Valerian Root for the treatment of anxiety in dogs is gaining popularity according to published editorials. More and more citations are popping up from dog owners and indeed dog experts who have deployed the herb as part of a balanced treatment plan for dogs who suffer with anxiety issues.
Dogs and Valerian Root: Overview
Herbalists describe valerian as a dry, cool, bitter, and pungent herbal remedy. The substances that are in Valerian include alkaloids, volatile oils (including borneol and isovalerianic), and inridoids. Valerian is used for many different ailments, including as an expectorant, tranquilizer, diuretic, lowering blood pressure, antispasmodic, carminative, and as a mild anodyne.
What Is Valerian Root Used For?
The root is the commonly used part of the plant in the making of a herbal remedy. It is normally used for relieving nervous tension. It is also known for treating insomnia, anxiety, and strengthening the heart. It is sometimes used for treating ulcers and wounds as well. This herb is normally harvested in the autumn/fall season.
What Does Valerian Root Do?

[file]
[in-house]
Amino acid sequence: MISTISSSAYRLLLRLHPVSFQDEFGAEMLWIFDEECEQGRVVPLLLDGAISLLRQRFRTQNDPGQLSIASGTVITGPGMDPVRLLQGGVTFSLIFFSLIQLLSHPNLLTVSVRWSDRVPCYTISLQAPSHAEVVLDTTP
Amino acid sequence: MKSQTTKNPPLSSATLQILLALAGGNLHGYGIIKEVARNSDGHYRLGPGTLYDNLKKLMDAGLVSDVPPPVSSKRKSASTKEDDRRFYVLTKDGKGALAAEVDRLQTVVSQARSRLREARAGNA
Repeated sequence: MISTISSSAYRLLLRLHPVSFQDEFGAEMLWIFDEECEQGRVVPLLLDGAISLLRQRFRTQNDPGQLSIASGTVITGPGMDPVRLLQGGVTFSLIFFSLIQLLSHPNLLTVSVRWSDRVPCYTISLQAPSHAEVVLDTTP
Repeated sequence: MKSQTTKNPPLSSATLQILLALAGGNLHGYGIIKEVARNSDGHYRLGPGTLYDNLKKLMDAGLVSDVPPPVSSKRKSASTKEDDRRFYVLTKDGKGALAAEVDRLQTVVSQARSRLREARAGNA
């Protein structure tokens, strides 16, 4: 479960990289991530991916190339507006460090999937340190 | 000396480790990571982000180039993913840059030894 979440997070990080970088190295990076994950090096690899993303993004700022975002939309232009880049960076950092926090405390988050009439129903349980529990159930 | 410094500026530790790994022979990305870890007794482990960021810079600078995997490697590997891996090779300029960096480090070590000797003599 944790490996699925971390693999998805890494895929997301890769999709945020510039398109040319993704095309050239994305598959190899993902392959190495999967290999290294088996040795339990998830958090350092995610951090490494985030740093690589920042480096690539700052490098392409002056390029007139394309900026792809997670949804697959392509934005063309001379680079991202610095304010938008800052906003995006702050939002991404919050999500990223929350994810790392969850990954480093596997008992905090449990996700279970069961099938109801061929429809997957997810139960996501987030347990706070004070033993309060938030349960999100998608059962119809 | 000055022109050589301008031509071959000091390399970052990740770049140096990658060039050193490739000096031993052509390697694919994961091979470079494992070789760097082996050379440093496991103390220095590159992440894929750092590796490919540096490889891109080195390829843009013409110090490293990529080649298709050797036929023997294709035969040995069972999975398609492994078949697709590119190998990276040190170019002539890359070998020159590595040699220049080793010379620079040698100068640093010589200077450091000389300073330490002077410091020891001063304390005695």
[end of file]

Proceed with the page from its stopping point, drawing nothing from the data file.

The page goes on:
Often sold as a nutritional supplement, Valerian root is commonly used for insomnia and other disorders related to anxiety. It is a natural product. Basically, Valerian root is used as a natural sedative – increasingly as an alternative to drugs.
Interesting note: Valerian root can be quite pungent and actually smells quite similar to dog ear wax!
There has been some recorded usage of Valerian root being used in a management program to help dogs with seizures. As with all canine medical issues you should always seek the advice and opinion of a qualified vet before you give your dog any kind of medication, natural or otherwise. Particularly if they are currently on meds as unwanted drug interactions can be very serious indeed.
Summary: Valerian Root and Dog Anxiety
Some dog experts have recommended Valerian root for calming a dog during times of high stress and anxiety. What causes anxiety in dogs can vary from animal to animal. Some dogs hate fireworks, some hate being separated from their owners (separation anxiety) – some dogs even hate bath times.
For those who have successfully used Valerian root in these circumstances, it has proven to be an effective herbal supplement – but it must be noted, it’s not a replacement for sound dog training and positive association behavior modification.